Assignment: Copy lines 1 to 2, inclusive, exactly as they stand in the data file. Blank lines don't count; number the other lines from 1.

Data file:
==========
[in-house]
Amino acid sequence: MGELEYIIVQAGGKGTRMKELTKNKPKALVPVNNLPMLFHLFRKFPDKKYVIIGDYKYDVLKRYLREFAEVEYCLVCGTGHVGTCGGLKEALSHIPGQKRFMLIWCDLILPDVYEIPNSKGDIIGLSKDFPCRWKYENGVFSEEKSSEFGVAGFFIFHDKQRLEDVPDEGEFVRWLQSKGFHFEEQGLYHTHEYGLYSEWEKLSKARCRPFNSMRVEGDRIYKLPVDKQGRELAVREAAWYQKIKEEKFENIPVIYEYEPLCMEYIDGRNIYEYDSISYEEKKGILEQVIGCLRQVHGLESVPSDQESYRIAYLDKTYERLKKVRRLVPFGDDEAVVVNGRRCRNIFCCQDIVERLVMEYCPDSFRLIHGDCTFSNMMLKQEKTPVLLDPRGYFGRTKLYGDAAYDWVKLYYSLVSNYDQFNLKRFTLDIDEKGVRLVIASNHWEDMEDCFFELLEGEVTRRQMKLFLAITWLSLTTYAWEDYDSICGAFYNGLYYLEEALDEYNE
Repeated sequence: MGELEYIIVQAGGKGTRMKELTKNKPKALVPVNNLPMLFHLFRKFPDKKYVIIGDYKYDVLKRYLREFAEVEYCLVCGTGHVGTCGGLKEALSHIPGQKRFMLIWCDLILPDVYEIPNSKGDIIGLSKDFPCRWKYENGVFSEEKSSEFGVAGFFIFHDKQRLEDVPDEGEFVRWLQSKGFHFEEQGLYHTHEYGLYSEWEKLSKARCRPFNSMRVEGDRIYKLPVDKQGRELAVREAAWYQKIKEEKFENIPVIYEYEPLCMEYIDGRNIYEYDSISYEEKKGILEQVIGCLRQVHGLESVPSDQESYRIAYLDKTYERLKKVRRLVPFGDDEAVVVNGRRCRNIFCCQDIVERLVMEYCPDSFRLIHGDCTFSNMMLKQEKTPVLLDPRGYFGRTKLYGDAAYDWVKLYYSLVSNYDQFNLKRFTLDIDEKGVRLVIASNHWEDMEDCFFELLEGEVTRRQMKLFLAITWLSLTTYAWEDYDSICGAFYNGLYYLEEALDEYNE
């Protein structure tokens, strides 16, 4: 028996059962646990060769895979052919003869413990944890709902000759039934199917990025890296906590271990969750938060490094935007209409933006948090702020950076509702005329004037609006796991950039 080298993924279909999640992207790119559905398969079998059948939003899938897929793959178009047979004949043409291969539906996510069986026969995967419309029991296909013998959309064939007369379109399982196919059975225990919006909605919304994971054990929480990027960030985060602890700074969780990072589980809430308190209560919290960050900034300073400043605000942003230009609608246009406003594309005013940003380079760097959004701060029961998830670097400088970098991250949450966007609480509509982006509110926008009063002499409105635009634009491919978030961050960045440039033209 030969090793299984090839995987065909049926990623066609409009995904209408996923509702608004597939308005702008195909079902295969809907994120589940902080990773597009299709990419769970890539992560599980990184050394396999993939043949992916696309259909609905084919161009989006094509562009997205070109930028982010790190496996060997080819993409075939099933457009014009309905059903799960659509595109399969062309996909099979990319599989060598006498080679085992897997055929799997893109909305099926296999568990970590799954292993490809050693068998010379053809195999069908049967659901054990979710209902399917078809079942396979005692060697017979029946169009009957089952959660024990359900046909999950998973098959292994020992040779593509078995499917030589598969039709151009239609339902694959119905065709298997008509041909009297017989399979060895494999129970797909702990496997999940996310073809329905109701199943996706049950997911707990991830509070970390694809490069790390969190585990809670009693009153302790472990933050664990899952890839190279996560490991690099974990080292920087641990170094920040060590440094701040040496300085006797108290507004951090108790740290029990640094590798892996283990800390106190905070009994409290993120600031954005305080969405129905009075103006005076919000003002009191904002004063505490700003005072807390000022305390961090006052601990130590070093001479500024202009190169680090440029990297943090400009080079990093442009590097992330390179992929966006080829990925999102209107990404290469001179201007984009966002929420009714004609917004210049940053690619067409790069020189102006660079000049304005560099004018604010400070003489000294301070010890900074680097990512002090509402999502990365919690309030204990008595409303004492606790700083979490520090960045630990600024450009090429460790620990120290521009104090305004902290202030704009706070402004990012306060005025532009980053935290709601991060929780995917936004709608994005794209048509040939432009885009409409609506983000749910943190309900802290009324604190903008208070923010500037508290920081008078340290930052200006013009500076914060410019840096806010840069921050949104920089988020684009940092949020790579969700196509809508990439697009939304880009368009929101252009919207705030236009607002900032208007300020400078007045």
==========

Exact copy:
[in-house]
Amino acid sequence: MGELEYIIVQAGGKGTRMKELTKNKPKALVPVNNLPMLFHLFRKFPDKKYVIIGDYKYDVLKRYLREFAEVEYCLVCGTGHVGTCGGLKEALSHIPGQKRFMLIWCDLILPDVYEIPNSKGDIIGLSKDFPCRWKYENGVFSEEKSSEFGVAGFFIFHDKQRLEDVPDEGEFVRWLQSKGFHFEEQGLYHTHEYGLYSEWEKLSKARCRPFNSMRVEGDRIYKLPVDKQGRELAVREAAWYQKIKEEKFENIPVIYEYEPLCMEYIDGRNIYEYDSISYEEKKGILEQVIGCLRQVHGLESVPSDQESYRIAYLDKTYERLKKVRRLVPFGDDEAVVVNGRRCRNIFCCQDIVERLVMEYCPDSFRLIHGDCTFSNMMLKQEKTPVLLDPRGYFGRTKLYGDAAYDWVKLYYSLVSNYDQFNLKRFTLDIDEKGVRLVIASNHWEDMEDCFFELLEGEVTRRQMKLFLAITWLSLTTYAWEDYDSICGAFYNGLYYLEEALDEYNE